Taj Mahal is India's national symbol of pride, not an enigma!!

Emperor Shah Jahan and Empress Mumtaz Mahal. Pinterest
Taj Mahal is, no doubt, one of the wonders of the world and tourists who have been to Delhi would never leave that place without seeing that magnificent marble  edifice  built by Shah Jahan in memory of his wife Mumtaz Mahal. It is a symbol of lasting love for his wife. This awe-inspiring mausoleum built on the banks of the river Yamuna carries an unsolved mystery and this "mystery element"  associated with a great monument of exceptional beauty makes us more curious than before to know something about the secrets. The mystery was kicked off by a historian one  Mr. P.N. Oak in the past.
actual tombs of Mumtaz Mahal and Shah Jahan - lower levelen.wikipedia.org
Inside the taj. Askideas.com
It is to be borne in mind that theories  and hypotheses over the Taj Mahal  being once a Hindu   heritage site have been set aside for decades and such discussions do not fall in the realm of  historical perspective.
It is the purported mystery surrounding the Taj that keeps our  mind occupied to get to know what are. According to Mr Oak Taj Mahal is a  Hindu temple dedicated to Lord Shiva named Tejo Mahalaya. How did Shah Jahan build the Taj in that place? Oak  suggested that Shah Jahan seized the Shiva temple palace from then Maharajah of Jaipur, Jai Singh. Once recovered,  Shah Jahan then redesigned and further embellished  the structure to suit his plan and converted it into a mausoleum - a memorial to his wife. 
In his 1989 book Taj Mahal: The True Story, revisionist historian PN Oak claimed the monument was built way back in 1155, decades before the Muslim invasion of India from NW. He  further mentioned that  its name is a corrupt form of the Sanskrit term “Tejo Mahalay”, meaning  a "Shiva Temple".

Many historians do not subscribe to his theory seriously because, in the past, he came up with incredible theories  such as Westminster Abbey was once a Shiva temple and Hindus once conquered Italy.  Such bizarre claims show him in bad light and lack of logic.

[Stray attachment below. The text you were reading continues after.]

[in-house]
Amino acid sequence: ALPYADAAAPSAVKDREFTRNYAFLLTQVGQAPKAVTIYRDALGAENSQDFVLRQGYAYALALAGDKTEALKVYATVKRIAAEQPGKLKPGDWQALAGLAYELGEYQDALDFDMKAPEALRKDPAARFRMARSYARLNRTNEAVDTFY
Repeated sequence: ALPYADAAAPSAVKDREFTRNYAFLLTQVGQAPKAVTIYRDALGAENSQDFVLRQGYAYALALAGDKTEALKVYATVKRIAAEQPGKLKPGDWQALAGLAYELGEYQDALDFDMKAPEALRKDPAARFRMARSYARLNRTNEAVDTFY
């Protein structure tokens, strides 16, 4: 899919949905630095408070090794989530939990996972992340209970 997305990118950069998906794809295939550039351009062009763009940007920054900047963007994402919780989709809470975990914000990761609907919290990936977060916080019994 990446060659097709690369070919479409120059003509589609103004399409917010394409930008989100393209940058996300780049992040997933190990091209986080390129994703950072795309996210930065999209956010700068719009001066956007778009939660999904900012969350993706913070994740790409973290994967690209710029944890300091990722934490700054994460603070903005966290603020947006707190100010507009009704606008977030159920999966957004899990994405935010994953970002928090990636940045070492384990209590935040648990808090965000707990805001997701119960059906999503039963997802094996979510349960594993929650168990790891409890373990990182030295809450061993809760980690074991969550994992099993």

However, it is said that Shah Jahan admitted in  his own court chronicle, Badshah nama,  that an impressive beautiful  mansion in Agra was taken from Jai Singh for Mumtaz's burial. The ex-Maharajah of Jaipur is said to have retained in his secret collection of two orders from Shah Jahan for the surrender of the Taj building. Professor Marvin Miller of New York took samples from the riverside doorway of the Taj. Carbon dating tests revealed that the door was 300 years older than Shah Jahan and supports this theory.

Yet another theory is  European traveler Johan Albert Mandelslo, who on a visit to in 1638 (only seven years after Mumtaz's death),  gives a graphic account of the life of the town in his memoirs, but, surprisingly there is no mention of the Taj  that was in the making. Had the construction of the Taj  been going on, he would have mentioned it. His omission of the Taj  is a puzzle. 

 An English visitor to Agra within a year of Mumtaz's death, Peter Mundy,also suggest that the Taj was a noteworthy building long well before Shah Jahan's time.  That many rooms in the Taj Mahal have remained sealed since Shah Jahan's time, and are still inaccessible to the public adds new dimension  to the mystery. Oak Claims that the rooms contain a headless statue of Shiva and other objects commonly used for worship rituals in Hindu temples. Further, The Taj faces the East direction  and not West. The interior of Mumtaz's cenotaph contains figures of Sun and Cobra drawn in gold. Sun is redundant in Islamic structure. 

Taj. Controversial crescent symbol atop the dome. SlideShare
Mysterious Taj Mahal, Agra. YouTube 
In the recent past some BJP leaders resurrected some of the abandoned theories about Taj and its Hindu temple connection. The Pandora's box is closed tight and trying to break it open is not good. The Taj has been around us for a long time as symbol of India's  national pride  not only for Agra but also for the entire country. It surpasses caste, creed and religions. It is a great monument of grandeur and beauty, a sermon in marble that embodies the love between two souls who belong the Mogul dynasty.  English poet, Sir Edwin Arnold describes it as "Not a piece of architecture, as other buildings are, but the proud passion of an emperor's love wrought in living stones."